- The Washington Times - Friday, September 24, 2004

A day trip to Welland and its murals is perfectly complemented by a drive along the Welland Canal and a stop at

at least one of its observation platforms.

It’s hard to imagine how difficult it was to transport goods by water before the first canal opened 175 years ago, in 1829. To avoid the rapids and falls of the Niagara River, cargo had to be unloaded from ships and portaged much of the way between Lake Erie and Lake Ontario.

The canal not only connected the two Great Lakes, but also tied them to the St. Lawrence Seaway, a network of rivers, lakes and canals that provides uninterrupted navigation from Lake Superior to the Atlantic and the world beyond. It created jobs, industries and cities along its route.

It takes a large ship about 11 to 13 hours to traverse the 27 miles of the modern canal, completed in 1932. Most of that time is spent maneuvering ships into and through eight locks that use gravity and water power to change the water level.

The first seven, which cover slightly less than a fourth of the route, lift or lower a ship a total of 326 feet, an average of 46.6 feet per lock.

Almost 3,400 “lakers,” specially designed for the Great Lakes, and oceangoing vessels traveled the canal in 2001 — and remember that although it operates round the clock in season, the canal is closed part of the winter for maintenance and because of ice.

Information centers with observation decks at three of the locks — 3, 7 and 8 — give visitors a close-up look at the operation of the locks and the ships going through them. Indoors, the centers offer more information on the canal itself and the ships using it on a given day.

The day we stopped at Lock 3 in St. Catharines, we watched the 730-foot Canadian Progress, heading empty to Ohio, lifted for its trip south — “up” — to Lake Erie. Not long after it, the 590.5-foot Ziemia Cieszynska from Poland, also empty, was lowered on its way north — “down” — to Lake Ontario en route to Montreal.

It takes about 10 minutes for a lock to fill or release the necessary amount of water.

The Welland Canals Centre at Lock 3 (www.lock3.com) is connected to the St. Catharines Museum, which includes the Ontario Lacrosse Hall of Fame. St. Catharines, which the museum calls “the city the canals built” is the largest city in the Niagara region, with a population of more than 129,000 and a metropolitan area of 377,000.

Of most interest to Americans probably are a historical timeline, which includes the War of 1812 between America and Britain, and “The Freedom Seekers,” a small exhibit about American blacks who found refuge in the region.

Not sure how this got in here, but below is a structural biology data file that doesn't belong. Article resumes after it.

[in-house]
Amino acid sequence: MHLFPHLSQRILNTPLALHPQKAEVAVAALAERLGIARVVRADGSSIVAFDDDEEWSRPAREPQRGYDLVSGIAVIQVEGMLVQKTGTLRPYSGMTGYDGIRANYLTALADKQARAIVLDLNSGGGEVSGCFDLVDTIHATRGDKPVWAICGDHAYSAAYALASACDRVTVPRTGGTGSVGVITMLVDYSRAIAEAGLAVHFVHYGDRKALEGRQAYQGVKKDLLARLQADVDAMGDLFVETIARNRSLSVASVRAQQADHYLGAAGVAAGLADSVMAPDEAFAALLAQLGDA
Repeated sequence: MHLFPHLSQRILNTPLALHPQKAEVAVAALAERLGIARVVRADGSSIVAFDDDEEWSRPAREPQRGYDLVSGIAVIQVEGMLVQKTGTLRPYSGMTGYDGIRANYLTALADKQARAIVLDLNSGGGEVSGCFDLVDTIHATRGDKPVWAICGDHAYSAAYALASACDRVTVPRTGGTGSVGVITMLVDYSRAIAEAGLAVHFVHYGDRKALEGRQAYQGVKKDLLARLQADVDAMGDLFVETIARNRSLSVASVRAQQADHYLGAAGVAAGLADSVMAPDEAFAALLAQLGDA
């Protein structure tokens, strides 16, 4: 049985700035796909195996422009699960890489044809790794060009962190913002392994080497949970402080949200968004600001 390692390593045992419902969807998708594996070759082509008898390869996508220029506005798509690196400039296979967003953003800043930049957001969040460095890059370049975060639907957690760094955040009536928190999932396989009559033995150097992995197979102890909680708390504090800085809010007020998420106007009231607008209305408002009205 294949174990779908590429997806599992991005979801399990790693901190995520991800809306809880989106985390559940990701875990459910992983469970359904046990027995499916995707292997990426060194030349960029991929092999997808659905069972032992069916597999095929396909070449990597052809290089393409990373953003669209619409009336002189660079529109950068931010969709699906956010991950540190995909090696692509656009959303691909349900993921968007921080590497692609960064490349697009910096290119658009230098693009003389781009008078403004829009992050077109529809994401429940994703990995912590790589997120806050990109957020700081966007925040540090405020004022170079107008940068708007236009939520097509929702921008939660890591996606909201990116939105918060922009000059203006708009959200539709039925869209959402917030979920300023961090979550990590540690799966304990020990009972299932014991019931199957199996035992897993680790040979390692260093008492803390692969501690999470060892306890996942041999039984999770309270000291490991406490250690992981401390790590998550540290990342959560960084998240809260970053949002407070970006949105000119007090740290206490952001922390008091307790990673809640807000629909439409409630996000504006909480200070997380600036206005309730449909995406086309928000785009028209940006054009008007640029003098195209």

Harriet Tubman lived in St. Catharines for 10 years, making it her base as she led hundreds of slaves to freedom via the Underground Railroad. Tubman met John Brown of Harpers Ferry fame in St. Catharines, and Frederick Douglass spoke there shortly after Abraham Lincoln’s assassination.

Locks 4, 5, 6 and 7 are located within quick succession of each other in the city of Thorold, which sits atop the Niagara Escarpment. This is “where the ships climb the mountain,” as a fold-out brochure on the canal puts it.

The first three of those locks are “twinned flight” locks, meaning it is possible for two ships traveling in opposite directions to go through any one of them at the same time — or for six ships to be in the locks simultaneously.

Lock 7 is the control lock for the entire canal, and from its observation deck, visitors can see the skyline of Niagara Falls in the distance.

Lock 8 in the city of Port Colborne is the “regulating lock,” adjusting the canal’s water level before ships enter or leave Lake Erie. It is one of the longest locks in the world — 1,380 feet, the length of four football fields.

Port Dalhousie, slightly west of Lock 1 on Lake Ontario, and Port Colborne, on Lake Erie, are beach towns that attract visitors for their own recreational opportunities.

Welland Canals Parkway along the length of the canal is still being developed, but an interim signed driving route fills in for the parts that are not yet completed.

It and a series of linked recreation trails also still in development are part of a 100-mile Greater Niagara Circle Route, more of a square with “corners” at Niagara Falls (southeast), Niagara-on-the-Lake (northeast), Port Weller in St. Catharines (northwest) and Port Colborne (southwest).

• • •

Information about the canal can be found at www.wellandcanal.com.

For information on cities along the canal, check www.stcatharines.ca, www.thoroldtourism.com, www.tourismwelland.com and www.portcolborne.com.

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